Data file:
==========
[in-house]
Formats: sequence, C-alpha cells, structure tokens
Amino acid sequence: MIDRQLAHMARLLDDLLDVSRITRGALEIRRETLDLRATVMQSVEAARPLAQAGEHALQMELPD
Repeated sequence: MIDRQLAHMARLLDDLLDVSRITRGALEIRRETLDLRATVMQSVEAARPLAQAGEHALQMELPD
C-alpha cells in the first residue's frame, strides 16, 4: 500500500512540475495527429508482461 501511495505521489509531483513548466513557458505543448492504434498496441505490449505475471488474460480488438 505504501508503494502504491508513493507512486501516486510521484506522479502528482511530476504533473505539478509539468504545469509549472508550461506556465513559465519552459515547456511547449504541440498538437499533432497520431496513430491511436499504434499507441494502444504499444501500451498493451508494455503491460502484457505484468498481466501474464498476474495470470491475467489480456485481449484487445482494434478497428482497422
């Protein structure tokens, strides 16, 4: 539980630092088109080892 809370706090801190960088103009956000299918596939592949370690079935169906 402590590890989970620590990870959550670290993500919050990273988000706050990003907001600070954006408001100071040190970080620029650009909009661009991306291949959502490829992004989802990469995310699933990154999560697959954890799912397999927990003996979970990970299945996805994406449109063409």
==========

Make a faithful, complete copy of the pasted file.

[in-house]
Formats: sequence, C-alpha cells, structure tokens
Amino acid sequence: MIDRQLAHMARLLDDLLDVSRITRGALEIRRETLDLRATVMQSVEAARPLAQAGEHALQMELPD
Repeated sequence: MIDRQLAHMARLLDDLLDVSRITRGALEIRRETLDLRATVMQSVEAARPLAQAGEHALQMELPD
C-alpha cells in the first residue's frame, strides 16, 4: 500500500512540475495527429508482461 501511495505521489509531483513548466513557458505543448492504434498496441505490449505475471488474460480488438 505504501508503494502504491508513493507512486501516486510521484506522479502528482511530476504533473505539478509539468504545469509549472508550461506556465513559465519552459515547456511547449504541440498538437499533432497520431496513430491511436499504434499507441494502444504499444501500451498493451508494455503491460502484457505484468498481466501474464498476474495470470491475467489480456485481449484487445482494434478497428482497422
């Protein structure tokens, strides 16, 4: 539980630092088109080892 809370706090801190960088103009956000299918596939592949370690079935169906 402590590890989970620590990870959550670290993500919050990273988000706050990003907001600070954006408001100071040190970080620029650009909009661009991306291949959502490829992004989802990469995310699933990154999560697959954890799912397999927990003996979970990970299945996805994406449109063409």